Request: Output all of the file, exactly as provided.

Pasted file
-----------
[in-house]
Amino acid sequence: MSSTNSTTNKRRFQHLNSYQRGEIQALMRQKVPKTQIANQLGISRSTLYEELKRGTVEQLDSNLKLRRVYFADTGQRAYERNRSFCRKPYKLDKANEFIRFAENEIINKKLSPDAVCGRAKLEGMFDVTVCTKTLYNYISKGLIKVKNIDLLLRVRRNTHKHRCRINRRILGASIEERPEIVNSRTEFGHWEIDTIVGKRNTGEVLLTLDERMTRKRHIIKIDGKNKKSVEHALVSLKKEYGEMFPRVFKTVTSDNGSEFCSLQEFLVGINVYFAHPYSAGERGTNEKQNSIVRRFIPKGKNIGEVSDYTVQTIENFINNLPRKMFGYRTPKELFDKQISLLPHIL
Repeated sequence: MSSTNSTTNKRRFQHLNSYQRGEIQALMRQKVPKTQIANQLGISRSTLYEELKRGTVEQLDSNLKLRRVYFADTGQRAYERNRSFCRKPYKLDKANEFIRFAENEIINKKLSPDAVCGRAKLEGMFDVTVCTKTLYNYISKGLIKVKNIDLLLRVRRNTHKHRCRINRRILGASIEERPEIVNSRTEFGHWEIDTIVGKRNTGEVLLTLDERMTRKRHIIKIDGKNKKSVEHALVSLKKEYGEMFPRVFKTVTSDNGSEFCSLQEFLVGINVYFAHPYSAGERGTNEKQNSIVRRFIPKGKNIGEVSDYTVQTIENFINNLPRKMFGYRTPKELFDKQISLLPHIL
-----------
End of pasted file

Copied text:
[in-house]
Amino acid sequence: MSSTNSTTNKRRFQHLNSYQRGEIQALMRQKVPKTQIANQLGISRSTLYEELKRGTVEQLDSNLKLRRVYFADTGQRAYERNRSFCRKPYKLDKANEFIRFAENEIINKKLSPDAVCGRAKLEGMFDVTVCTKTLYNYISKGLIKVKNIDLLLRVRRNTHKHRCRINRRILGASIEERPEIVNSRTEFGHWEIDTIVGKRNTGEVLLTLDERMTRKRHIIKIDGKNKKSVEHALVSLKKEYGEMFPRVFKTVTSDNGSEFCSLQEFLVGINVYFAHPYSAGERGTNEKQNSIVRRFIPKGKNIGEVSDYTVQTIENFINNLPRKMFGYRTPKELFDKQISLLPHIL
Repeated sequence: MSSTNSTTNKRRFQHLNSYQRGEIQALMRQKVPKTQIANQLGISRSTLYEELKRGTVEQLDSNLKLRRVYFADTGQRAYERNRSFCRKPYKLDKANEFIRFAENEIINKKLSPDAVCGRAKLEGMFDVTVCTKTLYNYISKGLIKVKNIDLLLRVRRNTHKHRCRINRRILGASIEERPEIVNSRTEFGHWEIDTIVGKRNTGEVLLTLDERMTRKRHIIKIDGKNKKSVEHALVSLKKEYGEMFPRVFKTVTSDNGSEFCSLQEFLVGINVYFAHPYSAGERGTNEKQNSIVRRFIPKGKNIGEVSDYTVQTIENFINNLPRKMFGYRTPKELFDKQISLLPHIL